My Year Without Baseball


Sitting in the lobby of a Washington hotel having drinks with friends, I glanced at the television and was pulled in by images of October baseball — the playoff season. It was the San Francisco Giants vs. the Los Angeles Dodgers. Classic.

“It’s hard not to watch this,” I said to my friends. “I love baseball, but I boycotted baseball this year because of MLB commissioner Rob Manfred’s politicization of the sport.”

As I wrote about here back in April, Manfred’s decision to yank the All-Star Game out of Atlanta because of his disapproval of the state’s new election-integrity laws was an awful, unacceptable and unprecedented politicization of America’s national pastime. It was a partisan-ideological decision with no place in professional sports.

In response, I decided not to watch a single game this season, on TV or at the ballpark. It pained me, because I love baseball, but Manfred left no other choice to countless fans. We can’t allow ourselves to be patsies and pawns to those poisoning everything with politics and cancelling whatever they disagree with. In this case, cancelling an entire city and state.

Enough is enough. This has to stop.

I was prepared to make that case to my friends in the hotel lobby. Even though they’re politically like-minded, and I assumed likewise outraged by what Manfred did, I expected an argument or some resistance. I got just the opposite reaction.

“I’m finished with baseball,” bitterly responded my friend Robert, a lifetime baseball fanatic. “I haven’t watched a single game all season. I can’t. No more. It’s a matter of principle.”

The last time that Robert and I conversed on baseball, we debated whether his guy, Tom Seaver, or my guy, John Candelaria, was more deserving of the Cy Young Award in 1977 (which went to Steve Carlton). We both can rattle off the starting lineups for the great ’70s teams: the Big Red Machine, the Pirates’ “Lumber Company” team, the Dodgers, Yankees and amazing A’s.

But Robert, like me, is fed up. The other three people at our table had the same position. Not one watched a single game this season. Manfred had boycotted an entire city and state over politics, and we all responded by boycotting Manfred and baseball. As we discussed our individual thinking, we conceded how it hurt the innocent — i.e., my team, the Pirates; Robert’s team, the New York Mets; and my friend Steve’s team, the Washington Nationals. But we agreed Manfred left us no other choice.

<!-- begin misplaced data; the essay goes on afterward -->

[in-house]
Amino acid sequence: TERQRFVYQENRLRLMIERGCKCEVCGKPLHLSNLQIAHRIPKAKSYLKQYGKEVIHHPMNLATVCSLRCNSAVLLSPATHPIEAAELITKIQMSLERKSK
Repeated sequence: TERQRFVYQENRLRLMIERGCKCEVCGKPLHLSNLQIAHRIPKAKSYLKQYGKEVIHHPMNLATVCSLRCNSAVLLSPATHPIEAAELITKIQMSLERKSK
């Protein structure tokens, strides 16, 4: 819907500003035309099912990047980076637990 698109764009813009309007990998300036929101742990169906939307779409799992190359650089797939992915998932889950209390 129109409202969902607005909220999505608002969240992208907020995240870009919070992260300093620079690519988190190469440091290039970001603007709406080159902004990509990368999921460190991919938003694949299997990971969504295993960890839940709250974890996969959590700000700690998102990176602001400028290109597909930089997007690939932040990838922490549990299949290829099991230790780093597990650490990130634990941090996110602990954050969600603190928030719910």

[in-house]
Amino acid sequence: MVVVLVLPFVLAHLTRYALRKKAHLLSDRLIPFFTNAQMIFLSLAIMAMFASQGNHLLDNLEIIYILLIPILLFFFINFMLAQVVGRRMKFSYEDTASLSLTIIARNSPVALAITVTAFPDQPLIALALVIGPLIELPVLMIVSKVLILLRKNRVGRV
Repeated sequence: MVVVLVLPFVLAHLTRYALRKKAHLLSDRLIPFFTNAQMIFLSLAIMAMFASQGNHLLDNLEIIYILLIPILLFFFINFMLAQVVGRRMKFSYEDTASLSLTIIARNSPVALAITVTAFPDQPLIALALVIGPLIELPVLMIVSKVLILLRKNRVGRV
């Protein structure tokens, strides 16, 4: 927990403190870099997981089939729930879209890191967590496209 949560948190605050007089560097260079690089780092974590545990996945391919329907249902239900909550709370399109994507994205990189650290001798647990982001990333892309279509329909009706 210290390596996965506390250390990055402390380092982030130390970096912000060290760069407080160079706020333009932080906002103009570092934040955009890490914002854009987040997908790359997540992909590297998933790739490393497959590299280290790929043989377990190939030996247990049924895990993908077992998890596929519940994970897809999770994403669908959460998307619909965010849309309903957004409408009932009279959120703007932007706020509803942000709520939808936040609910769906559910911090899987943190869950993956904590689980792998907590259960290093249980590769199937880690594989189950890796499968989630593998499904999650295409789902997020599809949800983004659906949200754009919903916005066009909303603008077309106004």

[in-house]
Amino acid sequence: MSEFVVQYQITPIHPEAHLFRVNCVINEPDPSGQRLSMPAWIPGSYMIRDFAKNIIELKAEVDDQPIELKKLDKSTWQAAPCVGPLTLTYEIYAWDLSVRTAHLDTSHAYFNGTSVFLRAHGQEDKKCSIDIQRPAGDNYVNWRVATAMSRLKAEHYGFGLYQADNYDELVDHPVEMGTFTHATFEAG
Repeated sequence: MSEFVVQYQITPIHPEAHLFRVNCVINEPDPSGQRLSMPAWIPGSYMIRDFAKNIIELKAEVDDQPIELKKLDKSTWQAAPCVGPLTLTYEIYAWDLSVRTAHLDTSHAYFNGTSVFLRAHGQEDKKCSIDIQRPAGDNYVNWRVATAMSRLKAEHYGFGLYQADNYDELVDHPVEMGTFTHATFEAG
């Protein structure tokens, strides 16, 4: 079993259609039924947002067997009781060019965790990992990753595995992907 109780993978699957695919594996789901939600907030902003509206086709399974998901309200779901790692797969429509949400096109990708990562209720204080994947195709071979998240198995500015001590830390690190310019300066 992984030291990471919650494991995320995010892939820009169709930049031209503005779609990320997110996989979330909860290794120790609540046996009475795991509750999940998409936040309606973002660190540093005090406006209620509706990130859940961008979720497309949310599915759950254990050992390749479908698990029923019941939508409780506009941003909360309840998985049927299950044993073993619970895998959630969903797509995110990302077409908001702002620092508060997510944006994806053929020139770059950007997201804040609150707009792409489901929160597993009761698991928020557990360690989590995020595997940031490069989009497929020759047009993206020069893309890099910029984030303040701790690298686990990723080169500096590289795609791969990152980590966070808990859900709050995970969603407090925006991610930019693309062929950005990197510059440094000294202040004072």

And yet, as we discussed the situation further, here’s what really struck me: I told my friends that when I wrote about my decision in my Trib column in April, a reader ensured me that I wouldn’t regret my decision — I would learn to live without baseball.

Well, the reader was right. I’ve moved on and with much less pain than I anticipated.

Major League Baseball Commissioner Rob Manfred taught me two important things: First, I couldn’t support baseball this season because of his egregious political weaponization of the sport; and second, I can live without it. He taught it to my friends, as well.

Our protest may sound like sour grapes, but truly, it’s a matter of principle. This junk must stop. Enough.

Editor’s note: This article first appeared at the Pittsburgh Tribune-Review.

Dr. Paul G. Kengor is professor of political science and executive director of The Institute for Faith & Freedom at Grove City College. His latest book (April 2017) is A Pope and a President: John Paul II, Ronald Reagan, and the Extraordinary Untold Story of the 20th Century. He is also the author of 11 Principles of a Reagan Conservative. His other books include The Communist: Frank Marshall Davis, The Untold Story of Barack Obama’s Mentor and Dupes: How America’s Adversaries Have Manipulated Progressives for a Century.

Used with the permission of The Institute for Faith & Freedom at Grove City College.

The views and opinions expressed herein may, but do not necessarily, reflect the views of Grove City College.